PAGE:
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The World and Everything in It - January 14, 2022


WORLD Radio - The World and Everything in It - January 14, 2022

On Culture Friday, the man who now has a pig’s heart beating in his chest; a review of the streaming crime drama Dalgliesh; and the family-friendly music of Rain for Roots. Plus: the Friday morning news.

MYRNA BROWN, HOST: Good morning!

Today a groundbreaking medical advance. We’ll talk about whether “can do” is getting way ahead of “should do.”

NICK EICHER, HOST: That’s ahead on Culture Friday.

Also today a new streaming series for lovers of mysteries of the British variety.

And music inspired by a famous Biblical proverb. 

BROWN: It’s Friday, January 14th. This is The World and Everything in It from listener-supported WORLD Radio. I’m Myrna Brown.

EICHER: And I’m Nick Eicher. Good morning!

BROWN: Time now for news. Here’s Kent Covington.

KENT COVINGTON, NEWS ANCHOR: Supreme Court issues split decision on vaccine mandates » The Supreme Court says President Biden overstepped his authority with his vaccine mandate for private businesses.

With a 6-to-3 ruling on Thursday, the court blocked his COVID-19 vaccine order for companies with 100 or more employees. The court’s three liberal justices dissented.

The mandate would have forced all indoor, on-site workers at those companies to get vaccinated or test weekly and wear masks.

In light of Thursday’s high court ruling, the White House is urging companies to voluntarily impose vaccine mandates. Press Secretary Jen Psaki:

PSAKI: So President Biden will be calling on and will continue to call on businesses to join those who have already stepped up, including one-third of Fortune-100 companies …

But in a 5-to-4 vote Thursday, the justices did uphold the requirement for healthcare providers to get vaccinated. Religious and medical exemptions are allowed.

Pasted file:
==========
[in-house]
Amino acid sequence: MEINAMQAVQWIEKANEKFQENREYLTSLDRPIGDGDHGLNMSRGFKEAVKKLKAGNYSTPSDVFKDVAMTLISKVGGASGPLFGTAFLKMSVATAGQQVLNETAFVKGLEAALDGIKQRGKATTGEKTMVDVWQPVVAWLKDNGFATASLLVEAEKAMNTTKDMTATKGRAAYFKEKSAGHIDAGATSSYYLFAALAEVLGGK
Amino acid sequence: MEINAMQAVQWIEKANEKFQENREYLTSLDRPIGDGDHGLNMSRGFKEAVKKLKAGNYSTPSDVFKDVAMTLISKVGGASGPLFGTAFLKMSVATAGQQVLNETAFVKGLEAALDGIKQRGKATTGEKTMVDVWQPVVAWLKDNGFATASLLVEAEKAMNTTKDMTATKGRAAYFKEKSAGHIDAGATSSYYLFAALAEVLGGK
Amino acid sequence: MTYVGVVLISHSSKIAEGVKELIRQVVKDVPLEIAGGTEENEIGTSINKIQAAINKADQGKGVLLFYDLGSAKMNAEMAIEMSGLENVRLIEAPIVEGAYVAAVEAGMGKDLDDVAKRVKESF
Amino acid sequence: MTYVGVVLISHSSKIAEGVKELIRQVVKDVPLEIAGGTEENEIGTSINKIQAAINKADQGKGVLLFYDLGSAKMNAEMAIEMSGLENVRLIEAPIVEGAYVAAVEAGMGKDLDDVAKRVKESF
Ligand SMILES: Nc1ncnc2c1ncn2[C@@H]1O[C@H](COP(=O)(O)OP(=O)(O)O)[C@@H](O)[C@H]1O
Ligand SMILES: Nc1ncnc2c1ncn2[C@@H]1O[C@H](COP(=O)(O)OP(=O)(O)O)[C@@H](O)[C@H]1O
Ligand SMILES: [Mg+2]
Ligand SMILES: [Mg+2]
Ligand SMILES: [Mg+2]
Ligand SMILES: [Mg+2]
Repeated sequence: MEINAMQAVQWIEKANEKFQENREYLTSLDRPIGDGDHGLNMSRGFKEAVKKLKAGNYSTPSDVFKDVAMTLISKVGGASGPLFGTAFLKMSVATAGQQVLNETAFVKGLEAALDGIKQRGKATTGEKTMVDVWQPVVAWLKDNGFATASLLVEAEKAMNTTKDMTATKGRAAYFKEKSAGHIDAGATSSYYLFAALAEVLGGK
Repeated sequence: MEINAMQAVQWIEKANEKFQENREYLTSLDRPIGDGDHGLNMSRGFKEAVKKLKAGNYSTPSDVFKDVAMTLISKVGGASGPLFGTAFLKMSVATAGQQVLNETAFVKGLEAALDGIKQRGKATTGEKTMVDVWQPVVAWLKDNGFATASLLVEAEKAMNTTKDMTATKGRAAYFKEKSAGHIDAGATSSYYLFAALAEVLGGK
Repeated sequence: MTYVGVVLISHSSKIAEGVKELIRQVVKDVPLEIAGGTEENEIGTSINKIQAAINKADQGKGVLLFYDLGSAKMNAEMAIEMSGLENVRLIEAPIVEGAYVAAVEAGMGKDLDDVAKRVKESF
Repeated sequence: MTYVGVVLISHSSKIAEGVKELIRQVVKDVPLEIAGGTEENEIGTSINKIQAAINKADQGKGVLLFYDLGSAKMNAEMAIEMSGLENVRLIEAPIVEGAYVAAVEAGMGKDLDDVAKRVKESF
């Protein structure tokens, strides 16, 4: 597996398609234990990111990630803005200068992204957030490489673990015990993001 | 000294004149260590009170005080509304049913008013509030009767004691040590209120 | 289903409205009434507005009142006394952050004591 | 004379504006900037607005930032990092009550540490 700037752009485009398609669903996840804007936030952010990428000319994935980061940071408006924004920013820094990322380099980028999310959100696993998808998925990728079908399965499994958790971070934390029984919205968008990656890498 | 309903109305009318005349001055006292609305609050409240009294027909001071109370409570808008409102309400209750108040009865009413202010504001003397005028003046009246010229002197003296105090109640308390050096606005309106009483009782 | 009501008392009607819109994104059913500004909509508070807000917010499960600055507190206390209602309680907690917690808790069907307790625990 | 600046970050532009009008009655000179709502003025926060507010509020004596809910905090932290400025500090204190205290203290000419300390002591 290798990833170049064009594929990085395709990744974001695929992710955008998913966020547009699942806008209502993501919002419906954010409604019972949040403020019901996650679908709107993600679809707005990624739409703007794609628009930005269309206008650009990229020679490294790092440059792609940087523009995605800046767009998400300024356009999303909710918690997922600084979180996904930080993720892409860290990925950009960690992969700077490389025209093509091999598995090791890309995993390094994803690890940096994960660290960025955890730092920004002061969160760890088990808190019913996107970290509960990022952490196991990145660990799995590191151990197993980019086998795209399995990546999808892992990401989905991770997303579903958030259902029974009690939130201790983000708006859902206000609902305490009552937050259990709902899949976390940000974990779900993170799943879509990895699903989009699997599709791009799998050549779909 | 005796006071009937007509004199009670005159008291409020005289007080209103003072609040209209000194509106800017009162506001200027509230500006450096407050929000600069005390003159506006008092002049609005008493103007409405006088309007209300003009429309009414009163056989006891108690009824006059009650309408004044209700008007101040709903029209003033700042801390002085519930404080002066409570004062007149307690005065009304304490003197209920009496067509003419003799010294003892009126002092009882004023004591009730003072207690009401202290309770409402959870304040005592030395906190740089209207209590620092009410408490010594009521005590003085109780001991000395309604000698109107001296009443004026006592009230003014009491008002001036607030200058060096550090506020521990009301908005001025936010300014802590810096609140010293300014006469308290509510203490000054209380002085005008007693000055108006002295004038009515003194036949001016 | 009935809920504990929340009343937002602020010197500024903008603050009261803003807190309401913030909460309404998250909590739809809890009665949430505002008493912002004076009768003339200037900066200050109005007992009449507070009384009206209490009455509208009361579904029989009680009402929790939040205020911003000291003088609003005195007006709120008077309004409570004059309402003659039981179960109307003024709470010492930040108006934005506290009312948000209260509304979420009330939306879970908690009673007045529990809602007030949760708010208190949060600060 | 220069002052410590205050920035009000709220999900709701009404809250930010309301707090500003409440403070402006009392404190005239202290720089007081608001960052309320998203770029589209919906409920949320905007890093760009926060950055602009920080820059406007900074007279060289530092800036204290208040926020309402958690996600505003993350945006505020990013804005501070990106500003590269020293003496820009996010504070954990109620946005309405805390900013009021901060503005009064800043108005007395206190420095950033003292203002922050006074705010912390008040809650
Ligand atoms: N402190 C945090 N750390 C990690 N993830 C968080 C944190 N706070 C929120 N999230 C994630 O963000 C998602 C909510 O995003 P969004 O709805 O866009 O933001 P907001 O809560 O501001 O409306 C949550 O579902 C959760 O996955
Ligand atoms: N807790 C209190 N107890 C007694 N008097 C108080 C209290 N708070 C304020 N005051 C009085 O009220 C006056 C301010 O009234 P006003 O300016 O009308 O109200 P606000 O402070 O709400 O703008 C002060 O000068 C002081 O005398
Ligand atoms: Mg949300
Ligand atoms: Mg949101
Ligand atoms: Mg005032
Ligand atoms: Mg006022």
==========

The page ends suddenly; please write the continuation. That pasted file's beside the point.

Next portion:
Chief Justice John Roberts and Justice Brett Kavanaugh joined the court’s three liberal justices in that ruling.

Biden: more military medical help, at-home tests on the way » President Biden says beginning next week 1,000 military medical personnel will start deploying across the country to help overwhelmed medical facilities.

They’ll help to ease staff shortages brought on by the COVID-19 omicron variant.

And he said an additional six additional military medical teams will fan out across six hard-hit states:

BIDEN: Michigan, New York, New Jersey, Ohio, Rhode Island.

And New Mexico.

The new deployments will be on top of other federal medical personnel who are already pitching in across the country.

Biden also said his administration will double the number of rapid, at-home tests that the government will mail out for free to Americans. Last month, he announced 500 million free tests. He now says it will be 1 billion.

He also said the government will start distributing high-quality N95 masks for free across the country.

BIDEN: I know we all wish that we could finally be done with wearing masks. I get it, but they’re a really important tool.

Some scientists are hopeful that the omicron surge may be close to peaking in the United States. But in the meantime, the incredibly infectious variant is straining healthcare systems and worsening worker shortages.

4 rockets target US Embassy in Baghdad » At least four rockets targeted the U.S. Embassy in Baghdad's heavily fortified Green Zone on Thursday. That according to two Iraqi security officials. WORLD’s Kristen Flavin reports.

KRISTEN FLAVIN, REPORTER: Three of the rockets struck within the perimeter of the American Embassy, according to the officials. Another hit a school located in a nearby residential complex. A girl and a woman were injured in the attack.